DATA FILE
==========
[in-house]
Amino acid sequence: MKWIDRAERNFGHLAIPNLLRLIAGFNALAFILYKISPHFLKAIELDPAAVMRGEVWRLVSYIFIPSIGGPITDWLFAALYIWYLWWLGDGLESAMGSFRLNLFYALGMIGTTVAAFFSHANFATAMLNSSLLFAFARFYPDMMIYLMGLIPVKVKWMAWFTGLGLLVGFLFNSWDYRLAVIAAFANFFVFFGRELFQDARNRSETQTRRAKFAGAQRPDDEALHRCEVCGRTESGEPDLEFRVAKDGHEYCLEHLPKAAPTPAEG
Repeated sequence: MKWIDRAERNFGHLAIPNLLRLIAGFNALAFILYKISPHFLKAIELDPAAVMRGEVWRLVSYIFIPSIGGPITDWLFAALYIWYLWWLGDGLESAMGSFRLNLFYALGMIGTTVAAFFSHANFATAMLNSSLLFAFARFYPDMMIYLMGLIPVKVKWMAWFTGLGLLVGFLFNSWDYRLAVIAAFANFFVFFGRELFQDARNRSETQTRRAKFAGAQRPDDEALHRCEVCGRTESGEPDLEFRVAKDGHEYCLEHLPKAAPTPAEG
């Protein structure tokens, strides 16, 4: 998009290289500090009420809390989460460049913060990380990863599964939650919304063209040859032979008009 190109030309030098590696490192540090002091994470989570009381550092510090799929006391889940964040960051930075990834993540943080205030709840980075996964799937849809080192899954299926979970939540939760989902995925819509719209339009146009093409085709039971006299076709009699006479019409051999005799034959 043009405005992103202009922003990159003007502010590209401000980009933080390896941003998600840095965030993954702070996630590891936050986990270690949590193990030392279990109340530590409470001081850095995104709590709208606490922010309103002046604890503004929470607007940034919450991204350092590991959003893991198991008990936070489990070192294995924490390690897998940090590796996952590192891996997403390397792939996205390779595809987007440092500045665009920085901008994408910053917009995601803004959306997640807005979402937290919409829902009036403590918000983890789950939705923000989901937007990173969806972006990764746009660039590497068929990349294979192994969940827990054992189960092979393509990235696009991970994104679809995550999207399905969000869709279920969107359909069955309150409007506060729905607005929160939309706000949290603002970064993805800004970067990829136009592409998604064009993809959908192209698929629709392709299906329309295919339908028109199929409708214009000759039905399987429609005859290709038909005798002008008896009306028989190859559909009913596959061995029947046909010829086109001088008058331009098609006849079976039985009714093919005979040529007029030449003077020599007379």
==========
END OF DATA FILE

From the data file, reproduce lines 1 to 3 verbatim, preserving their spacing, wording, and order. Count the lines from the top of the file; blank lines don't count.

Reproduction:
[in-house]
Amino acid sequence: MKWIDRAERNFGHLAIPNLLRLIAGFNALAFILYKISPHFLKAIELDPAAVMRGEVWRLVSYIFIPSIGGPITDWLFAALYIWYLWWLGDGLESAMGSFRLNLFYALGMIGTTVAAFFSHANFATAMLNSSLLFAFARFYPDMMIYLMGLIPVKVKWMAWFTGLGLLVGFLFNSWDYRLAVIAAFANFFVFFGRELFQDARNRSETQTRRAKFAGAQRPDDEALHRCEVCGRTESGEPDLEFRVAKDGHEYCLEHLPKAAPTPAEG
Repeated sequence: MKWIDRAERNFGHLAIPNLLRLIAGFNALAFILYKISPHFLKAIELDPAAVMRGEVWRLVSYIFIPSIGGPITDWLFAALYIWYLWWLGDGLESAMGSFRLNLFYALGMIGTTVAAFFSHANFATAMLNSSLLFAFARFYPDMMIYLMGLIPVKVKWMAWFTGLGLLVGFLFNSWDYRLAVIAAFANFFVFFGRELFQDARNRSETQTRRAKFAGAQRPDDEALHRCEVCGRTESGEPDLEFRVAKDGHEYCLEHLPKAAPTPAEG